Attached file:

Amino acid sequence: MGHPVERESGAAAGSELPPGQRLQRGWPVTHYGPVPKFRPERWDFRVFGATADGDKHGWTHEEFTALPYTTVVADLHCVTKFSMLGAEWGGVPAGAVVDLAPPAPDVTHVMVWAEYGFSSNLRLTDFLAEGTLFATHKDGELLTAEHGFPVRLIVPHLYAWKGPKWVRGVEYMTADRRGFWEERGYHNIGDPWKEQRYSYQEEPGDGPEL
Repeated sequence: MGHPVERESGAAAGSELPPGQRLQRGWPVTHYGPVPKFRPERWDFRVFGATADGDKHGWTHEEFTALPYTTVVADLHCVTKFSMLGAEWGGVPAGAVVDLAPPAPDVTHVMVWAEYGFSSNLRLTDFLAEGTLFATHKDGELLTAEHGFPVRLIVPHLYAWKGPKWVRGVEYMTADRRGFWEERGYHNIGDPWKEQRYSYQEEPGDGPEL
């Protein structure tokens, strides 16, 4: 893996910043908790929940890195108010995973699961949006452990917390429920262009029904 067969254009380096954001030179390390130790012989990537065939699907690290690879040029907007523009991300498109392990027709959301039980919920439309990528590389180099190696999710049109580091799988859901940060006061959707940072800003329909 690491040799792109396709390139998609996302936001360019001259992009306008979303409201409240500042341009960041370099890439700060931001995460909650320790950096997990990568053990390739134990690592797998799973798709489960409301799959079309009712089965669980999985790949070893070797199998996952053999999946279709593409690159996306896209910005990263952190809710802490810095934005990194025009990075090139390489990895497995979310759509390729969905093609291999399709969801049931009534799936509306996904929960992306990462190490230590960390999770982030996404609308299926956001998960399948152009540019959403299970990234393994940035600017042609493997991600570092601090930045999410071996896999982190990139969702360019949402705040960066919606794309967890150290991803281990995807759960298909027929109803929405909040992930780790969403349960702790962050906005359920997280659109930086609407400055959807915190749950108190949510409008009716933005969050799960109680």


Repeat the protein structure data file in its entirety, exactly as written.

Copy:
Amino acid sequence: MGHPVERESGAAAGSELPPGQRLQRGWPVTHYGPVPKFRPERWDFRVFGATADGDKHGWTHEEFTALPYTTVVADLHCVTKFSMLGAEWGGVPAGAVVDLAPPAPDVTHVMVWAEYGFSSNLRLTDFLAEGTLFATHKDGELLTAEHGFPVRLIVPHLYAWKGPKWVRGVEYMTADRRGFWEERGYHNIGDPWKEQRYSYQEEPGDGPEL
Repeated sequence: MGHPVERESGAAAGSELPPGQRLQRGWPVTHYGPVPKFRPERWDFRVFGATADGDKHGWTHEEFTALPYTTVVADLHCVTKFSMLGAEWGGVPAGAVVDLAPPAPDVTHVMVWAEYGFSSNLRLTDFLAEGTLFATHKDGELLTAEHGFPVRLIVPHLYAWKGPKWVRGVEYMTADRRGFWEERGYHNIGDPWKEQRYSYQEEPGDGPEL
């Protein structure tokens, strides 16, 4: 893996910043908790929940890195108010995973699961949006452990917390429920262009029904 067969254009380096954001030179390390130790012989990537065939699907690290690879040029907007523009991300498109392990027709959301039980919920439309990528590389180099190696999710049109580091799988859901940060006061959707940072800003329909 690491040799792109396709390139998609996302936001360019001259992009306008979303409201409240500042341009960041370099890439700060931001995460909650320790950096997990990568053990390739134990690592797998799973798709489960409301799959079309009712089965669980999985790949070893070797199998996952053999999946279709593409690159996306896209910005990263952190809710802490810095934005990194025009990075090139390489990895497995979310759509390729969905093609291999399709969801049931009534799936509306996904929960992306990462190490230590960390999770982030996404609308299926956001998960399948152009540019959403299970990234393994940035600017042609493997991600570092601090930045999410071996896999982190990139969702360019949402705040960066919606794309967890150290991803281990995807759960298909027929109803929405909040992930780790969403349960702790962050906005359920997280659109930086609407400055959807915190749950108190949510409008009716933005969050799960109680």